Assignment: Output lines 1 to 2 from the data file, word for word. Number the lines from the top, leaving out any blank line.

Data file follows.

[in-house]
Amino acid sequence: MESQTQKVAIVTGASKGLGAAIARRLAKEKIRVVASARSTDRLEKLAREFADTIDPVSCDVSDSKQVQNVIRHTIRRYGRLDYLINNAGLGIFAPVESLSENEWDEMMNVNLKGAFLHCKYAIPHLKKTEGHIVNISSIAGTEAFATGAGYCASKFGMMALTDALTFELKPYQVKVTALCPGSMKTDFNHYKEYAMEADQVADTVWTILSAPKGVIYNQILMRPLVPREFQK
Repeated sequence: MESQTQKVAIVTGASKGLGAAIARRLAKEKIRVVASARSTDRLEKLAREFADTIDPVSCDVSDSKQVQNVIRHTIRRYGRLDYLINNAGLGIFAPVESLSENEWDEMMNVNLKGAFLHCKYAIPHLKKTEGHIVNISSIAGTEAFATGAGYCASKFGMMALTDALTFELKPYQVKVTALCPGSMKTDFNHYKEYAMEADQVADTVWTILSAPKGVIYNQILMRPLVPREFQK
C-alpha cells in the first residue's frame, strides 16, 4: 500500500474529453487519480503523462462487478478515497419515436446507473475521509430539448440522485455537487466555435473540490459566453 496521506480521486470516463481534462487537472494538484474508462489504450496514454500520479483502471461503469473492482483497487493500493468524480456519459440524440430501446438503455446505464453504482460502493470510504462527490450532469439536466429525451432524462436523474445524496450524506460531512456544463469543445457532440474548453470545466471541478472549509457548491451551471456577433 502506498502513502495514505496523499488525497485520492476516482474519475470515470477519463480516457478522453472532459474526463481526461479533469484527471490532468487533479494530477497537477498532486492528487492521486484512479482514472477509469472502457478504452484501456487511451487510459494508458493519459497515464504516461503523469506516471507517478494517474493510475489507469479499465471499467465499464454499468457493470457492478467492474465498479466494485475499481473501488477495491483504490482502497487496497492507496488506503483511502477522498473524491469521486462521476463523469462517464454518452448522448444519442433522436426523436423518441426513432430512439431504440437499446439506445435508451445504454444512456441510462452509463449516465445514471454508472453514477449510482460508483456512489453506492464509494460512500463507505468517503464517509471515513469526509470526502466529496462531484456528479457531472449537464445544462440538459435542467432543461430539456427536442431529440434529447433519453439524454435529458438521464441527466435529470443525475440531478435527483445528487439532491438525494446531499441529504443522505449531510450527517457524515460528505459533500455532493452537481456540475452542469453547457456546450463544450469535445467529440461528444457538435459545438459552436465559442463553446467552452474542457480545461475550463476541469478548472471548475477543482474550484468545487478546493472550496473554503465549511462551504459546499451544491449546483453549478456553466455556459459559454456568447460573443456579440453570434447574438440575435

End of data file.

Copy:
[in-house]
Amino acid sequence: MESQTQKVAIVTGASKGLGAAIARRLAKEKIRVVASARSTDRLEKLAREFADTIDPVSCDVSDSKQVQNVIRHTIRRYGRLDYLINNAGLGIFAPVESLSENEWDEMMNVNLKGAFLHCKYAIPHLKKTEGHIVNISSIAGTEAFATGAGYCASKFGMMALTDALTFELKPYQVKVTALCPGSMKTDFNHYKEYAMEADQVADTVWTILSAPKGVIYNQILMRPLVPREFQK